A number of TidBITS staffers are assembling in San Francisco for Macworld/iWorld 2013 this week, and if you’ll be there too, be sure to stop by our first-ever ebook signing at the Smile booth. Also this week, we’re pleased to announce the release of Kirk McElhearn’s “Take Control of iTunes 11: The FAQ” to answer all those iTunes questions that iTunes 11 engendered for you. Agen Schmitz reports on the just-released iOS 6.1. Jeff Carlson and Michael Cohen cover Apple’s Q1-2013 earnings announcement, in which a record $54.5 billion in revenues, coupled with $13.1 billion in profit, disappointed analysts. For those looking to write on the iPad more, Josh Centers reviews the powerful Nebulous Notes app, and if you’ve always wondered what version of Mac OS X you can include with a Mac you’re selling or giving away, Adam Engst has all the details. Apple is persnickety about Mac OS X licenses, but what has Adam more worked up is the company’s lack of respect for professional users — read on for his story about how Pages 4.3 completely changed (and broke) graphics handling in exported EPUBs without so much as a mention in the release notes. Notable software releases this week include Things 2.1.1, Evernote 5.0.5, and Fantastical 1.3.6.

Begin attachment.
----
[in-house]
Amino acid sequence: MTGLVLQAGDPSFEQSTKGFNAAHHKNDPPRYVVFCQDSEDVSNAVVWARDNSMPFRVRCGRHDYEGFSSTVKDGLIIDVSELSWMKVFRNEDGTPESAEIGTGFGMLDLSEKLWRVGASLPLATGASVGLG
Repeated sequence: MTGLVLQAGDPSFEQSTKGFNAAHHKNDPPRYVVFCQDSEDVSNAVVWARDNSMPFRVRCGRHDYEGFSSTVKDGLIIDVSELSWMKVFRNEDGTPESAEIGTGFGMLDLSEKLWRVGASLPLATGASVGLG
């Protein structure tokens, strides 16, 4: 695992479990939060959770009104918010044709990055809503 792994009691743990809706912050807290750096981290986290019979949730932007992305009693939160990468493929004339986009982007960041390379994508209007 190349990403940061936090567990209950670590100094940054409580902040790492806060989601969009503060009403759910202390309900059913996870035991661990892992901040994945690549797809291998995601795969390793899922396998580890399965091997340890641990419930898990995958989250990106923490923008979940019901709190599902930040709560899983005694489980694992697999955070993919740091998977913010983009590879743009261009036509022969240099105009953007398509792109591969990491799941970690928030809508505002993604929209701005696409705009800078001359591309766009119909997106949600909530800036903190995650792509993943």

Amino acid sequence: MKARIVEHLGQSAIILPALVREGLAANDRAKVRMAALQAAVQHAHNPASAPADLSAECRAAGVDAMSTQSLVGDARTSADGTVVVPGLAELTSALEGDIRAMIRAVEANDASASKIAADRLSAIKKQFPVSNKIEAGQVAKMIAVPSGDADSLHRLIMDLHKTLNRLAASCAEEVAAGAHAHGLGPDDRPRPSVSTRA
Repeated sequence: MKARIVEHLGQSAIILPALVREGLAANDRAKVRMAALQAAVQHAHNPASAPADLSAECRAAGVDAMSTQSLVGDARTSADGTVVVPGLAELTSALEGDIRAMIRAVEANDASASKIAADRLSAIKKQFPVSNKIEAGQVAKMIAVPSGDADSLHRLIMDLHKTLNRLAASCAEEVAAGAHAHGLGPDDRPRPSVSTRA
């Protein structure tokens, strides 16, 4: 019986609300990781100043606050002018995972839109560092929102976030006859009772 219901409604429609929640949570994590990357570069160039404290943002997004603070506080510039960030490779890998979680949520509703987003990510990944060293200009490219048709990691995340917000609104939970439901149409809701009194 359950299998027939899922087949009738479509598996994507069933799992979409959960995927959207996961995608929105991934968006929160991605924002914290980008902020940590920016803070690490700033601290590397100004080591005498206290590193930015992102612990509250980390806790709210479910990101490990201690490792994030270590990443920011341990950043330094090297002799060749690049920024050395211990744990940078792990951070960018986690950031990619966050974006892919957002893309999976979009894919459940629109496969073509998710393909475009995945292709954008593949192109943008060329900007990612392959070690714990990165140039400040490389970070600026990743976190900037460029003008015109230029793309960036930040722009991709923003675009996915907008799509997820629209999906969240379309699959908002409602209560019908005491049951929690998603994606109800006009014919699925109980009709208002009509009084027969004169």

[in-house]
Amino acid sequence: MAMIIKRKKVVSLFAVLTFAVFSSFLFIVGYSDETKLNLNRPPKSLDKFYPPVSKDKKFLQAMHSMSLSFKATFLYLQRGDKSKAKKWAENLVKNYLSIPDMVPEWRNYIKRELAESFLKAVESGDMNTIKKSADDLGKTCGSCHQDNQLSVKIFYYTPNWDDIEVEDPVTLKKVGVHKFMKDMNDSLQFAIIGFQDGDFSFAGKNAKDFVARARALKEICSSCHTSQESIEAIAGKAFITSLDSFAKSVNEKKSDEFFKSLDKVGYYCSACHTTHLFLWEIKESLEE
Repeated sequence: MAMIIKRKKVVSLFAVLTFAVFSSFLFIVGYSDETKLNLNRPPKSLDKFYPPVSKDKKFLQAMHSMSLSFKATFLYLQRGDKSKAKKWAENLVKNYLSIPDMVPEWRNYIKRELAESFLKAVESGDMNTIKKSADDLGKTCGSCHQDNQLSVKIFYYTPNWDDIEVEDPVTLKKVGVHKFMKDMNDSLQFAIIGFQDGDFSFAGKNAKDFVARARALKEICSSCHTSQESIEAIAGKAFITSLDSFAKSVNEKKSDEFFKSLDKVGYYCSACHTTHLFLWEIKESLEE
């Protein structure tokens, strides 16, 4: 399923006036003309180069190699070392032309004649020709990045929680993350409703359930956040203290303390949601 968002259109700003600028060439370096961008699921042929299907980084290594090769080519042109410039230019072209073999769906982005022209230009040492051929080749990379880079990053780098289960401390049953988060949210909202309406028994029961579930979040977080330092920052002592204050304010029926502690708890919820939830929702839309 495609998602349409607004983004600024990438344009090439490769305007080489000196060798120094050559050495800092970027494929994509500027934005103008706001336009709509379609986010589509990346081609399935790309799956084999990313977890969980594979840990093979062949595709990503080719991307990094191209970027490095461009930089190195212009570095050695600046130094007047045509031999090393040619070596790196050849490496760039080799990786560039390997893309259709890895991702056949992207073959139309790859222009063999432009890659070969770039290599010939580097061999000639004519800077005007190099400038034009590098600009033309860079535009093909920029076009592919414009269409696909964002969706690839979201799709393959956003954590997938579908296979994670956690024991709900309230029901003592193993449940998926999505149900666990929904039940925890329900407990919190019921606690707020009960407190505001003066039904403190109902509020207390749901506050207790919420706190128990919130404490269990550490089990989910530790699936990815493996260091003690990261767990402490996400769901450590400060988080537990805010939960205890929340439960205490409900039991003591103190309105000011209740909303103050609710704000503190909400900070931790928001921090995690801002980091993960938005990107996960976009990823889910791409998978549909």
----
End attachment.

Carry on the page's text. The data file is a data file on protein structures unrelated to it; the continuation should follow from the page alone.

We’re getting ready for next week’s Macworld/iWorld trade show, but in the meantime, you’ll learn about how to preview Markdown files via Quick Look, hear the TidBITS staff offering constructive criticism about how Apple could improve iOS, find out what features the latest version of Bento loses, discover what little you can do to organize your ebook collection in iTunes and iBooks, and choose an alternative to Apple’s weak Podcasts app. Notable software releases this week include Quicksilver β71, Sandvox 2.7.4, LaunchBar 5.4.1, and PDFpen and PDFpenPro 5.9.4.